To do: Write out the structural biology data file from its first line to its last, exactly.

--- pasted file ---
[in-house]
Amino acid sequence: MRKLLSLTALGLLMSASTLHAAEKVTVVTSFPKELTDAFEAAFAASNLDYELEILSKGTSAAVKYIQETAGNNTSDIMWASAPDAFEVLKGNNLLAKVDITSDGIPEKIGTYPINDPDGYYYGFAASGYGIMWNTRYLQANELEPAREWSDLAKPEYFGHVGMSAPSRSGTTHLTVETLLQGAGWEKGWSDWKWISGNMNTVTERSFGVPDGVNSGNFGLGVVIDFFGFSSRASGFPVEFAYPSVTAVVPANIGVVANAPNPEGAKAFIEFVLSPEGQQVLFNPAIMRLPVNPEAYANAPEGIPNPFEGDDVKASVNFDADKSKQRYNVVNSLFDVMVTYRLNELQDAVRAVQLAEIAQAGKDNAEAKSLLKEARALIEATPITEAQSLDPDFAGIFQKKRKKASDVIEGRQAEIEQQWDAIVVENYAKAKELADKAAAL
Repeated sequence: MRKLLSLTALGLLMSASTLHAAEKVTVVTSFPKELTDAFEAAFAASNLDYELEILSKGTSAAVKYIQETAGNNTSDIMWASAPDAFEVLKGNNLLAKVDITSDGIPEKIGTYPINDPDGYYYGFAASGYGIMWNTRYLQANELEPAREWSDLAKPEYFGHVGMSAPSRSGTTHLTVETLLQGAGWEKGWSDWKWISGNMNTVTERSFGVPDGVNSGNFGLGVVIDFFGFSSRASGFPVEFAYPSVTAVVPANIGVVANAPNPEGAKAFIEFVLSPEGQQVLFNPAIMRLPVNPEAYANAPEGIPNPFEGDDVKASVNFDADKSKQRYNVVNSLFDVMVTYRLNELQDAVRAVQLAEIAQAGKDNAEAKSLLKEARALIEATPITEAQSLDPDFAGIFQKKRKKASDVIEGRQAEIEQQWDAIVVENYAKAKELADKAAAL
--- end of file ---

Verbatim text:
[in-house]
Amino acid sequence: MRKLLSLTALGLLMSASTLHAAEKVTVVTSFPKELTDAFEAAFAASNLDYELEILSKGTSAAVKYIQETAGNNTSDIMWASAPDAFEVLKGNNLLAKVDITSDGIPEKIGTYPINDPDGYYYGFAASGYGIMWNTRYLQANELEPAREWSDLAKPEYFGHVGMSAPSRSGTTHLTVETLLQGAGWEKGWSDWKWISGNMNTVTERSFGVPDGVNSGNFGLGVVIDFFGFSSRASGFPVEFAYPSVTAVVPANIGVVANAPNPEGAKAFIEFVLSPEGQQVLFNPAIMRLPVNPEAYANAPEGIPNPFEGDDVKASVNFDADKSKQRYNVVNSLFDVMVTYRLNELQDAVRAVQLAEIAQAGKDNAEAKSLLKEARALIEATPITEAQSLDPDFAGIFQKKRKKASDVIEGRQAEIEQQWDAIVVENYAKAKELADKAAAL
Repeated sequence: MRKLLSLTALGLLMSASTLHAAEKVTVVTSFPKELTDAFEAAFAASNLDYELEILSKGTSAAVKYIQETAGNNTSDIMWASAPDAFEVLKGNNLLAKVDITSDGIPEKIGTYPINDPDGYYYGFAASGYGIMWNTRYLQANELEPAREWSDLAKPEYFGHVGMSAPSRSGTTHLTVETLLQGAGWEKGWSDWKWISGNMNTVTERSFGVPDGVNSGNFGLGVVIDFFGFSSRASGFPVEFAYPSVTAVVPANIGVVANAPNPEGAKAFIEFVLSPEGQQVLFNPAIMRLPVNPEAYANAPEGIPNPFEGDDVKASVNFDADKSKQRYNVVNSLFDVMVTYRLNELQDAVRAVQLAEIAQAGKDNAEAKSLLKEARALIEATPITEAQSLDPDFAGIFQKKRKKASDVIEGRQAEIEQQWDAIVVENYAKAKELADKAAAL